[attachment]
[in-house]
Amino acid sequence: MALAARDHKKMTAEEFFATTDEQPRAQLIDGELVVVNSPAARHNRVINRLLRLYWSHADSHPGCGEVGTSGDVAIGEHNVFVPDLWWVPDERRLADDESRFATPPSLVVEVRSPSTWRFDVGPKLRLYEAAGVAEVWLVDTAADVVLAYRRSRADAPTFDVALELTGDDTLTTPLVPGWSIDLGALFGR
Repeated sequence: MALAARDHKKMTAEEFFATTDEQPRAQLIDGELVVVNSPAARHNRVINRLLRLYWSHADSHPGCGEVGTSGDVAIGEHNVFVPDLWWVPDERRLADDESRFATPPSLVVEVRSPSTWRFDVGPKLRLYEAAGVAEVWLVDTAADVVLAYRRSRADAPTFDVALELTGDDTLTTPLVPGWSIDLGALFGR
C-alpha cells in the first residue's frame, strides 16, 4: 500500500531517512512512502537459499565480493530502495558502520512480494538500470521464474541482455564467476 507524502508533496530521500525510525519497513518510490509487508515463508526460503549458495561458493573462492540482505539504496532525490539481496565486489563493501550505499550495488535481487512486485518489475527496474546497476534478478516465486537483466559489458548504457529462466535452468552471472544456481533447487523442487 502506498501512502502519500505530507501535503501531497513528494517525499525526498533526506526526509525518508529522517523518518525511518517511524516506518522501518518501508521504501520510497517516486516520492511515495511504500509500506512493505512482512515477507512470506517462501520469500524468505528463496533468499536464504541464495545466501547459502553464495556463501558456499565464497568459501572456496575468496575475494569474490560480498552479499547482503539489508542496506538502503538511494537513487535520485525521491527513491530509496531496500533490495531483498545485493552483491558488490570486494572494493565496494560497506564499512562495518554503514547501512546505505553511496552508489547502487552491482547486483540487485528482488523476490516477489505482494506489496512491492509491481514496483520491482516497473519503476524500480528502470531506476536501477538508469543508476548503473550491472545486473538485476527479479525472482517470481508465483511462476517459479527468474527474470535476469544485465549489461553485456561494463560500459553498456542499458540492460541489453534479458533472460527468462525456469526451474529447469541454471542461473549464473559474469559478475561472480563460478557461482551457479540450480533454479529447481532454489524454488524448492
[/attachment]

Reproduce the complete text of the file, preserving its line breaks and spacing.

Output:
[in-house]
Amino acid sequence: MALAARDHKKMTAEEFFATTDEQPRAQLIDGELVVVNSPAARHNRVINRLLRLYWSHADSHPGCGEVGTSGDVAIGEHNVFVPDLWWVPDERRLADDESRFATPPSLVVEVRSPSTWRFDVGPKLRLYEAAGVAEVWLVDTAADVVLAYRRSRADAPTFDVALELTGDDTLTTPLVPGWSIDLGALFGR
Repeated sequence: MALAARDHKKMTAEEFFATTDEQPRAQLIDGELVVVNSPAARHNRVINRLLRLYWSHADSHPGCGEVGTSGDVAIGEHNVFVPDLWWVPDERRLADDESRFATPPSLVVEVRSPSTWRFDVGPKLRLYEAAGVAEVWLVDTAADVVLAYRRSRADAPTFDVALELTGDDTLTTPLVPGWSIDLGALFGR
C-alpha cells in the first residue's frame, strides 16, 4: 500500500531517512512512502537459499565480493530502495558502520512480494538500470521464474541482455564467476 507524502508533496530521500525510525519497513518510490509487508515463508526460503549458495561458493573462492540482505539504496532525490539481496565486489563493501550505499550495488535481487512486485518489475527496474546497476534478478516465486537483466559489458548504457529462466535452468552471472544456481533447487523442487 502506498501512502502519500505530507501535503501531497513528494517525499525526498533526506526526509525518508529522517523518518525511518517511524516506518522501518518501508521504501520510497517516486516520492511515495511504500509500506512493505512482512515477507512470506517462501520469500524468505528463496533468499536464504541464495545466501547459502553464495556463501558456499565464497568459501572456496575468496575475494569474490560480498552479499547482503539489508542496506538502503538511494537513487535520485525521491527513491530509496531496500533490495531483498545485493552483491558488490570486494572494493565496494560497506564499512562495518554503514547501512546505505553511496552508489547502487552491482547486483540487485528482488523476490516477489505482494506489496512491492509491481514496483520491482516497473519503476524500480528502470531506476536501477538508469543508476548503473550491472545486473538485476527479479525472482517470481508465483511462476517459479527468474527474470535476469544485465549489461553485456561494463560500459553498456542499458540492460541489453534479458533472460527468462525456469526451474529447469541454471542461473549464473559474469559478475561472480563460478557461482551457479540450480533454479529447481532454489524454488524448492